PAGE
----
U.S. foreign policy's role in homeland security: the Egyptian case
Berardinelli, Jonathan T.
Looney, Robert E.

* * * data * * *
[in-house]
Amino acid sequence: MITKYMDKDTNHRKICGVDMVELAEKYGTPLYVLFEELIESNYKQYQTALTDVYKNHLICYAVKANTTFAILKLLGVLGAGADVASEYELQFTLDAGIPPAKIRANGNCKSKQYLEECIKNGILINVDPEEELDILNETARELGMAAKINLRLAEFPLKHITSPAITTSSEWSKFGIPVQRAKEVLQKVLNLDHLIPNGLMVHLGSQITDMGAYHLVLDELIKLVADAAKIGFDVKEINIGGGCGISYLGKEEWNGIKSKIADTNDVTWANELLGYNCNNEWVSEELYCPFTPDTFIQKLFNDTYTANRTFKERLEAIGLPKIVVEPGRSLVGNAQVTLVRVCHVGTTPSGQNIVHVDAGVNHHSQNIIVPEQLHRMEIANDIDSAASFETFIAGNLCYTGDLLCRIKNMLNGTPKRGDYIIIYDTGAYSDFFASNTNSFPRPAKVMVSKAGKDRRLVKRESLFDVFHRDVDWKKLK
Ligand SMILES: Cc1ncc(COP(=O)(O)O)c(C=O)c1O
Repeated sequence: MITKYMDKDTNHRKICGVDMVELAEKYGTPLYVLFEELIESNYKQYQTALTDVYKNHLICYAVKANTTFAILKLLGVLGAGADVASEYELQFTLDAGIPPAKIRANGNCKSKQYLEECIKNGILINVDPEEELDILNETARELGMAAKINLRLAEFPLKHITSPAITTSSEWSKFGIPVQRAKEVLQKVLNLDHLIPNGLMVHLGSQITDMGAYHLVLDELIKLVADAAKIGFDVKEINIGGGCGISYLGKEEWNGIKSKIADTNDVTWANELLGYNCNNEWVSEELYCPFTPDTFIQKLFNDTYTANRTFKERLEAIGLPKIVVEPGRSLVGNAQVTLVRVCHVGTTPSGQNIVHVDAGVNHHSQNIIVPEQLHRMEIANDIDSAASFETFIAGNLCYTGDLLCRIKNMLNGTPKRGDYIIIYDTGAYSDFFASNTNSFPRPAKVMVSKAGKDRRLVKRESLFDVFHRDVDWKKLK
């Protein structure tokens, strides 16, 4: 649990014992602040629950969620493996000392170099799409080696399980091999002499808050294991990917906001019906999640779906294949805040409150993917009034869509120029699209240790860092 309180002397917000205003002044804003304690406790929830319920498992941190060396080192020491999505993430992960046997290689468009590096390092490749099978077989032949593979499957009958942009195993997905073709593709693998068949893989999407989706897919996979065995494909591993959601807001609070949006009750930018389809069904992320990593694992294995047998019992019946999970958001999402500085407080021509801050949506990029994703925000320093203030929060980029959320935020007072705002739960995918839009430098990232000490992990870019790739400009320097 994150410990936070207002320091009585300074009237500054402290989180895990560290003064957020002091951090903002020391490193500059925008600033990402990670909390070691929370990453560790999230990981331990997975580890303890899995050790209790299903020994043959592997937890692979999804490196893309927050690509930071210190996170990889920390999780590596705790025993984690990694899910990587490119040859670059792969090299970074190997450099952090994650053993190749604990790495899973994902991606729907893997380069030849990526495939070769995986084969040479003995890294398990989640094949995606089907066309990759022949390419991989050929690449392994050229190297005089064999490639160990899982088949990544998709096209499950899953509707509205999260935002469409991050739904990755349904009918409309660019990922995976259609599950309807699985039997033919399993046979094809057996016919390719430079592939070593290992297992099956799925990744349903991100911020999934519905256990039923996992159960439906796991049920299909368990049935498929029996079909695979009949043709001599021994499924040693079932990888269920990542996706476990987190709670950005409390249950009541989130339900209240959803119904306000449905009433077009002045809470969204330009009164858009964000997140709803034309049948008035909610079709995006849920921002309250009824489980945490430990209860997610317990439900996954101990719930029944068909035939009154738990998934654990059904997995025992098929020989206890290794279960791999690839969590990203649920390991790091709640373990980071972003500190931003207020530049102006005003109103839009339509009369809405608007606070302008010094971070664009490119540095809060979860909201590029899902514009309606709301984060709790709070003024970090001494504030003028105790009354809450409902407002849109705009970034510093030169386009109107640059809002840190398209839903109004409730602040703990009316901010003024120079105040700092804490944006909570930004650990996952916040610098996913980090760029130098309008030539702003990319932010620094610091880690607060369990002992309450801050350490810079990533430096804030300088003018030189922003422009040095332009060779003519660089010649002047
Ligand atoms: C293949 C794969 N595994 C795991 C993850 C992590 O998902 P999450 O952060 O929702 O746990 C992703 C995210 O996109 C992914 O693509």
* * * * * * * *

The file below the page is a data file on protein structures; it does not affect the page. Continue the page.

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This thesis presents an analysis of United States (U.S.) foreign policy in Egypt during the rule of Hosni Mubarak. It examines the role of U.S. foreign aid and the policy of extraordinary rendition in the perpetuation of Mubarak's authoritarian regime. The research relates the negative externalities associated with these policies to radicalization theory and illustrates how U.S. foreign policy impacts homeland security. Complementary to this discussion, the thesis examines the nature of political Islam in order to challenge the perspective that it is an ideological rival of democracy and to illustrate its role as a stabilizing force in Middle Eastern governments and U.S. national security. Lastly, the research reveals the imbalance of power in the U.S. government contributing to foreign policy that is inconsonant with the proliferation of democracy and the promotion of human rights.
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